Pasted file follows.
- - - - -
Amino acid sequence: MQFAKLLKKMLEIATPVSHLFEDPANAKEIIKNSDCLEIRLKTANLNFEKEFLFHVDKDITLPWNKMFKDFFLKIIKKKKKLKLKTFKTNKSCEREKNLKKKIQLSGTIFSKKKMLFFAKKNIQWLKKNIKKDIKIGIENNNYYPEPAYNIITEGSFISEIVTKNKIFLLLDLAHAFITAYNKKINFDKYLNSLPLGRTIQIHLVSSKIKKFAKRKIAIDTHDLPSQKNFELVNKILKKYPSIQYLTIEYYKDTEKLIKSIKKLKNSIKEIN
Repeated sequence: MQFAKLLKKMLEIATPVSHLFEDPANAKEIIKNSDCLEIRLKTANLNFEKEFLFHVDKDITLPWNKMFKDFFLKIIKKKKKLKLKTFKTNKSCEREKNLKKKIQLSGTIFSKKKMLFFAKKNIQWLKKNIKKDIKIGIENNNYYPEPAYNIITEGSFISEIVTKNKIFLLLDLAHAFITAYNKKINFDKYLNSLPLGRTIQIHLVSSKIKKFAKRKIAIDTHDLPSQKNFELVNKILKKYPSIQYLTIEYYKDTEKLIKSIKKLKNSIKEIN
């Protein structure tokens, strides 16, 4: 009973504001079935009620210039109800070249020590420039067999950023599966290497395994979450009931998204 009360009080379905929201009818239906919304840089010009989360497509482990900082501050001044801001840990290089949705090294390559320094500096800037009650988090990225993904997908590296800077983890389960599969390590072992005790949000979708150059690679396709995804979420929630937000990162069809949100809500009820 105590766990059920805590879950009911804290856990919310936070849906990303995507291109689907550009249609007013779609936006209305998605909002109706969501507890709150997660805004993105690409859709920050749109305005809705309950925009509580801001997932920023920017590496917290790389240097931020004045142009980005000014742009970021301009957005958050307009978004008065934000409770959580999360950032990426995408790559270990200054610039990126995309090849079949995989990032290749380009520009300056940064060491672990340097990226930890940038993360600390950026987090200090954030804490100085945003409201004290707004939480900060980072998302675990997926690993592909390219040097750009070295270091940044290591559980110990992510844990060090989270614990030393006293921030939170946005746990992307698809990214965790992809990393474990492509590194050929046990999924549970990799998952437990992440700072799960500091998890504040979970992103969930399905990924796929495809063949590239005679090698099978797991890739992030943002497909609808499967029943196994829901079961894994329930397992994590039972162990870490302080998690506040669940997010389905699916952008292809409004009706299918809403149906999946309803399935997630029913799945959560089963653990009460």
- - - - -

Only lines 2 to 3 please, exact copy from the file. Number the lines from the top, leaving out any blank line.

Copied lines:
Repeated sequence: MQFAKLLKKMLEIATPVSHLFEDPANAKEIIKNSDCLEIRLKTANLNFEKEFLFHVDKDITLPWNKMFKDFFLKIIKKKKKLKLKTFKTNKSCEREKNLKKKIQLSGTIFSKKKMLFFAKKNIQWLKKNIKKDIKIGIENNNYYPEPAYNIITEGSFISEIVTKNKIFLLLDLAHAFITAYNKKINFDKYLNSLPLGRTIQIHLVSSKIKKFAKRKIAIDTHDLPSQKNFELVNKILKKYPSIQYLTIEYYKDTEKLIKSIKKLKNSIKEIN
């Protein structure tokens, strides 16, 4: 009973504001079935009620210039109800070249020590420039067999950023599966290497395994979450009931998204 009360009080379905929201009818239906919304840089010009989360497509482990900082501050001044801001840990290089949705090294390559320094500096800037009650988090990225993904997908590296800077983890389960599969390590072992005790949000979708150059690679396709995804979420929630937000990162069809949100809500009820 105590766990059920805590879950009911804290856990919310936070849906990303995507291109689907550009249609007013779609936006209305998605909002109706969501507890709150997660805004993105690409859709920050749109305005809705309950925009509580801001997932920023920017590496917290790389240097931020004045142009980005000014742009970021301009957005958050307009978004008065934000409770959580999360950032990426995408790559270990200054610039990126995309090849079949995989990032290749380009520009300056940064060491672990340097990226930890940038993360600390950026987090200090954030804490100085945003409201004290707004939480900060980072998302675990997926690993592909390219040097750009070295270091940044290591559980110990992510844990060090989270614990030393006293921030939170946005746990992307698809990214965790992809990393474990492509590194050929046990999924549970990799998952437990992440700072799960500091998890504040979970992103969930399905990924796929495809063949590239005679090698099978797991890739992030943002497909609808499967029943196994829901079961894994329930397992994590039972162990870490302080998690506040669940997010389905699916952008292809409004009706299918809403149906999946309803399935997630029913799945959560089963653990009460």